Don’t worry: you can still take the 1 Book 10 Words Quiz online. Go on, give it a try!

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WBUR Names Anthony Brooks Senior Political Correspondent

anthony_brooks_square-130x130[1]Anthony Brooks has been selected as WBUR’s new Senior Political Correspondent after five years as the co-host of Radio Boston.  Among his many assignments for NPR, Brooks was the senior political reporter who covered Vice President Al Gore’s campaign during the 2000 presidential election.”

As Senior Political Correspondent, Brooks will report on major news surrounding the 2016 presidential election, with a particular focus on the upcoming New Hampshire primary. His reports will be featured on WBUR’s local and national radio programs including Here & Now, All Things Considered and Morning Edition as well as online at WBUR Politicker, the station’s new political website.

“I couldn’t be more pleased to have Anthony as WBUR’s new senior political correspondent,” said Sam Fleming, Director of News and Programming at WBUR. “For the past five years, he has done exemplary work as the co-host of Radio Boston. As we looked to fill this critical role in our newsroom, it became clear that Anthony was the right journalist to cover this important political moment for WBUR listeners.”

With the 2016 presidential election taking shape, WBUR was committed to finding someone with deep experience to lead its coverage of this pivotal election.  As the political season has intensified, managers recognized that the best candidate to fill this demanding position happened to already work for WBUR.

“I have loved co-hosting Radio Boston.” said Brooks.  “ I am extremely proud of the work we have done on the program, and I will miss the talented, hard-working and generous team there.  But returning to the field to become WBUR’s Senior Political Correspondent represents an irresistible opportunity for me. ”

Brooks has more than 30 years of experience in public radio as an editor, producer, host and reporter. Prior to becoming co-host of Radio Boston, he spent many years reporting for NPR, covering business, education and politics.  He also worked as NPR’s Boston-based reporter, covering regional issues across New England.  His deep political experience includes coverage of the 2000 presidential election, from the early primaries through the Supreme Court’s Bush v. Gore ruling. His reports have been heard for many years on both WBUR and NPR’s Morning EditionAll Things Considered and Weekend Edition.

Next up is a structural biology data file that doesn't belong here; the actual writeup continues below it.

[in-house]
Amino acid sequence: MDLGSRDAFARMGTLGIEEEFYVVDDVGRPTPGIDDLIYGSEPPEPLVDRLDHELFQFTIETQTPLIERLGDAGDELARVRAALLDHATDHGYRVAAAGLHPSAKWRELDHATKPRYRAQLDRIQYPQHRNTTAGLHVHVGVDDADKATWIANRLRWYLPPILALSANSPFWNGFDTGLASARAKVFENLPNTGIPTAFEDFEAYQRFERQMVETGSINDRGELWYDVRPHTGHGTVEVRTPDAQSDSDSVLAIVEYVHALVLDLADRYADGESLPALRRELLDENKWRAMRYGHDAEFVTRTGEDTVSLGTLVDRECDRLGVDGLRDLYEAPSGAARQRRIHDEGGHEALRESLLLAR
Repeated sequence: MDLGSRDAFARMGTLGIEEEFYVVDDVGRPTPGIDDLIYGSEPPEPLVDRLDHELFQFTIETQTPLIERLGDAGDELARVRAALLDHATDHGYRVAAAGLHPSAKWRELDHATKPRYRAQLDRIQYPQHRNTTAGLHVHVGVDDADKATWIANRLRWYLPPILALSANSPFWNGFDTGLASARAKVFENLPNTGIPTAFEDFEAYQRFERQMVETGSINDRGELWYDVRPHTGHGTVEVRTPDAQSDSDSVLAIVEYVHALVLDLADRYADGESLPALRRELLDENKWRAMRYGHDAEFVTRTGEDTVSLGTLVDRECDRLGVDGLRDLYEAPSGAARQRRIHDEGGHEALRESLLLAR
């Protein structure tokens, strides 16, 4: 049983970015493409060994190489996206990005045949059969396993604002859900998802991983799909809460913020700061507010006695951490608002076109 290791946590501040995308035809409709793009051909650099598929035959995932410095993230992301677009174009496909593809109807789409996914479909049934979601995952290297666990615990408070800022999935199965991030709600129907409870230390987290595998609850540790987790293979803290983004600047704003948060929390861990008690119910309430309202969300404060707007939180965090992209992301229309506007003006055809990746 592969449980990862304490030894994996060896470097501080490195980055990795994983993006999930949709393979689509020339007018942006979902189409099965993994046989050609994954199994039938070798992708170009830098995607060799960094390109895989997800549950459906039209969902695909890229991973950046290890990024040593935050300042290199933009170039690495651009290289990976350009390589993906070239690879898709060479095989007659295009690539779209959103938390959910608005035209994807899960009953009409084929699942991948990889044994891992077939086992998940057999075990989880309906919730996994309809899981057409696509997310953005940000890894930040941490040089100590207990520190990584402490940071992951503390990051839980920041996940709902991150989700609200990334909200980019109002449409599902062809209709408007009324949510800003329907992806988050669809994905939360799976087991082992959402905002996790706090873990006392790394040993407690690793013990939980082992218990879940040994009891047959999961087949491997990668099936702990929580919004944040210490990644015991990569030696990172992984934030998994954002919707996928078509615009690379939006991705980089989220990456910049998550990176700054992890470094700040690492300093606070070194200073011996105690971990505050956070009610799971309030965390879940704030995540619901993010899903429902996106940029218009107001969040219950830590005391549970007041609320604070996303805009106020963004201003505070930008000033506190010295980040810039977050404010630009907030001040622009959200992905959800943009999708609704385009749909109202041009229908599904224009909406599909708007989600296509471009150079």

Brooks will continue to be a fill-in host as needed for Radio Boston, On Point and Here & Now, all produced by WBUR. Meghna Chakrabarti will continue to host Radio Boston weekdays at 3 pm. She will be joined by rotating guest hosts until a permanent replacement is announced.

Why WBUR And Boston Love Ira Glass


“This American Life” is a cornerstone of public radio, and WBUR is an avid supporter, being one of the first NPR stations to air the program in the mid ’90s. Recently, WBUR Managing Director of News & Programming Sam Fleming interviewed Ira at a local event and shared this reflection:

Ira Glass is one of the most important voices in public radio, and thankfully over many years, a devoted friend to WBUR.

When I mention Ira’s “voice in public radio,” what I mean is that he’s been a trailblazer. More than any other producer or journalist, Ira can be credited with starting what’s now a virtual wave of young producers – and some not so young – who’ve decided they too can have a voice, in the form of a podcast or new ways of producing good stories and programs for public radio listeners. You only need to look as far as the first spin-off from This American Life, the podcast Serial, to see how he’s revolutionizing the audio landscape.

Ira learned how to tell stories in a manner that is authentic, talking to you (the listener) while never sounding like he’s reading a script. He took our craft to a new place. But it’s more than that. Like the builder of fine pianos or guitars, he mastered the craft — the craft of good storytelling on the radio. If you talk with him or hear him speak, he is very generous about sharing his tried and true methods.